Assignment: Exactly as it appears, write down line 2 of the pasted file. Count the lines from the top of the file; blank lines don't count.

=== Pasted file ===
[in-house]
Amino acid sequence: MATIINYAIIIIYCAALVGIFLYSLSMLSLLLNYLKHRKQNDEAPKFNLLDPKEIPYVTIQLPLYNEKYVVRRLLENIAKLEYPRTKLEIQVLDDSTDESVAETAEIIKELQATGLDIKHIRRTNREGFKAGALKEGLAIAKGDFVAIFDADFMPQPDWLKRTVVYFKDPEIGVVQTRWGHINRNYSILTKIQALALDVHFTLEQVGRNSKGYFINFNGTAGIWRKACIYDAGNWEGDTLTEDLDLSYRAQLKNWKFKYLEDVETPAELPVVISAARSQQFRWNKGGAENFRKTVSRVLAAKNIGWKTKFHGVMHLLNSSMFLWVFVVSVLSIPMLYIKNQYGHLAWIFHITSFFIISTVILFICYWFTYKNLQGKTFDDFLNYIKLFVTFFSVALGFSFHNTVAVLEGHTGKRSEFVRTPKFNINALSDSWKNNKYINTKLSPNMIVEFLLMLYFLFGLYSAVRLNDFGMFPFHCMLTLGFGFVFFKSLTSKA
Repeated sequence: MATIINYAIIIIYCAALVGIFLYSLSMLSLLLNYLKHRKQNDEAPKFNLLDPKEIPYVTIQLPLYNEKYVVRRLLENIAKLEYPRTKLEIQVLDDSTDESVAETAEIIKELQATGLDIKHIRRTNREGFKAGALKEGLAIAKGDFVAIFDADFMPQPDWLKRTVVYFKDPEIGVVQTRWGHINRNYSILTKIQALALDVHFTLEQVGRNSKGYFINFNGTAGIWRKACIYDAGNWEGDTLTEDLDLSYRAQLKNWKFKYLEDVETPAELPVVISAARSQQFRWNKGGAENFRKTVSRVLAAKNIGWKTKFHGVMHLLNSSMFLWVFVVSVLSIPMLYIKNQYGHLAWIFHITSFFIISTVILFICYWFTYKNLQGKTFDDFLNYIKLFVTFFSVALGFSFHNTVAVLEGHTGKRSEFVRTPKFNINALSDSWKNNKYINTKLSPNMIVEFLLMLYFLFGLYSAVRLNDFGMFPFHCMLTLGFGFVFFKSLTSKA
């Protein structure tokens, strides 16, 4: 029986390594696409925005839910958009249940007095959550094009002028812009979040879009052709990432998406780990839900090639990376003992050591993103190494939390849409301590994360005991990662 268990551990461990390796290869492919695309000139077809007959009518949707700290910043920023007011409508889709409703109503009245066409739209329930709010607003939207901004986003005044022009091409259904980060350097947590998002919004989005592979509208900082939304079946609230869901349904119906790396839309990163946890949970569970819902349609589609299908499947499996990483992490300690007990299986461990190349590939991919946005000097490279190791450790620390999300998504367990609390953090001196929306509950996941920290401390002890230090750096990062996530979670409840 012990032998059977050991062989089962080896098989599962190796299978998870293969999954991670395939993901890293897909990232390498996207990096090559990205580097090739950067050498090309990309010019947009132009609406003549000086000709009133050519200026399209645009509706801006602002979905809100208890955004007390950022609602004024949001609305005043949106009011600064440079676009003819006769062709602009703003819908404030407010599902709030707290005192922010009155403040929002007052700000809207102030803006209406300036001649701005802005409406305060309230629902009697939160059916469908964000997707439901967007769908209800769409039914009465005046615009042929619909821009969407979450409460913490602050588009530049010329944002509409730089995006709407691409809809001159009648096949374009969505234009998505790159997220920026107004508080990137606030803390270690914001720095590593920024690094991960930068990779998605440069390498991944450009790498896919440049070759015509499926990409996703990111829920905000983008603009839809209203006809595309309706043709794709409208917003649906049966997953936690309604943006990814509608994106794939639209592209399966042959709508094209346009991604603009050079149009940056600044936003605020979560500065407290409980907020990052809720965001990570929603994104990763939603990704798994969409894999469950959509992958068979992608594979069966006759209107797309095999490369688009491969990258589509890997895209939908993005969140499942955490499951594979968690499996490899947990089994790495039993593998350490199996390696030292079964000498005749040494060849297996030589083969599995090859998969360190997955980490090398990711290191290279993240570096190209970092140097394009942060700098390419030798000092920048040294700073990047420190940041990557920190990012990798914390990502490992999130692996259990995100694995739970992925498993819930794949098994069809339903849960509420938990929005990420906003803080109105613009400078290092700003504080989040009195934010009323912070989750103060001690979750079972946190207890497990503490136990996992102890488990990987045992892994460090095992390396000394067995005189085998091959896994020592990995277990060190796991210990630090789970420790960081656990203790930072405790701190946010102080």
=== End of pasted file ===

Amino acid sequence: MATIINYAIIIIYCAALVGIFLYSLSMLSLLLNYLKHRKQNDEAPKFNLLDPKEIPYVTIQLPLYNEKYVVRRLLENIAKLEYPRTKLEIQVLDDSTDESVAETAEIIKELQATGLDIKHIRRTNREGFKAGALKEGLAIAKGDFVAIFDADFMPQPDWLKRTVVYFKDPEIGVVQTRWGHINRNYSILTKIQALALDVHFTLEQVGRNSKGYFINFNGTAGIWRKACIYDAGNWEGDTLTEDLDLSYRAQLKNWKFKYLEDVETPAELPVVISAARSQQFRWNKGGAENFRKTVSRVLAAKNIGWKTKFHGVMHLLNSSMFLWVFVVSVLSIPMLYIKNQYGHLAWIFHITSFFIISTVILFICYWFTYKNLQGKTFDDFLNYIKLFVTFFSVALGFSFHNTVAVLEGHTGKRSEFVRTPKFNINALSDSWKNNKYINTKLSPNMIVEFLLMLYFLFGLYSAVRLNDFGMFPFHCMLTLGFGFVFFKSLTSKA